2011 WINGS WorldQuest Women of Discovery Awards


Friday, April 15, 2011, 6:00–10:30 p.m.

Donna Karan’s Urban Zen,

711 Greenwich Street, NYC


Kitty Pilgrim and Christine Dennison

Entertainment by the Kit McClure Band

Press Room

With their cutting-edge science, spirit of adventure, and capacity to transport attendees to realms seldom seen, the

Women of Discovery Awards

have become a “must attend” event. Among this year’s awardees—who will be honored at a gala dinner on April 15, 2011—are pioneering researchers in human/environmental conflict, atmospheric chemistry, marine conservation, and Arctic survival.

Established in 2003, the WINGS WorldQuest Women of Discovery Awards recognize outstanding women who are making significant contributions to world knowledge through exploration. The awards include a research grant, travel to New York, and opportunities to present field research to the press and greater public. Awards are given annually in the following categories: Air & Space, Earth, Sea, Humanity, Courage, Field Research, and Lifetime Achievement. To date, 48 pioneering women have received the WINGS Women of Discovery Award.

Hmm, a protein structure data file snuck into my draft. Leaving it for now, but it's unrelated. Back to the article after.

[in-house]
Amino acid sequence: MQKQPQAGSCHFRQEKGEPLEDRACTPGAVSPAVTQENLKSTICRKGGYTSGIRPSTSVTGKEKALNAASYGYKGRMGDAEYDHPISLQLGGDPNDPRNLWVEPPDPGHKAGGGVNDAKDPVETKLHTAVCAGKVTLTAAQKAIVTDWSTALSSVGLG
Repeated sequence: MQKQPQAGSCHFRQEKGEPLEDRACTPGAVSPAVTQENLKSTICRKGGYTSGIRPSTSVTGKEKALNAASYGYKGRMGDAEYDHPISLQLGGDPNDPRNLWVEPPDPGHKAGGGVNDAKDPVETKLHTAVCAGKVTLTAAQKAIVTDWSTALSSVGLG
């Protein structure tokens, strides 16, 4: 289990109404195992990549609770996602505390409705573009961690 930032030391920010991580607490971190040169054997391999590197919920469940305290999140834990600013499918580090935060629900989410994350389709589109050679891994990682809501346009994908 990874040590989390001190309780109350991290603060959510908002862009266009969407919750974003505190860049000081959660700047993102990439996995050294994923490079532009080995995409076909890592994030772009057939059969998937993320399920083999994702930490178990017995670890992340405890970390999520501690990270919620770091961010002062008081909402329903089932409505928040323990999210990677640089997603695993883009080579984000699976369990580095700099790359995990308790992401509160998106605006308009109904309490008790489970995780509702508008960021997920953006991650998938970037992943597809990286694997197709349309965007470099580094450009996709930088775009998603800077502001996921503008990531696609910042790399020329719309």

Special tribute to

Milbry C. Polk, WINGS 2010 Fellow

In addition, we will be saluting WINGS WorldQuest co-founder,

Milbry C. Polk, who was designated a 2010 Fellow by unanimous vote of the WINGS’ Board of Directors for her commitment to women in exploration following last year’s Women of Discovery Awards gala.



  • Polly Wiessner
  • Polly Wiessner is an anthropologist who has spent three decades studying social networks and survival among the Kalahari Bushmen of southern Africa and issues of warfare, religion, and exchange among the Enga of Papua New Guinea. Recently, she has looked at the impact of globalization on traditional systems to understand how people adapt to a rapidly changing world.


  • Katey Walter Anthony
  • Katey Walter-Anthony made headlines in 2007 when she and her team determined that methane bubbling out of thermokarst lakes in the Arctic was likely the source of the spike in atmospheric methane at the end of the last Ice Age. She estimates some 10 times the amount of methane that is currently in the atmosphere will come out of these lakes as permafrost thaws with global warming.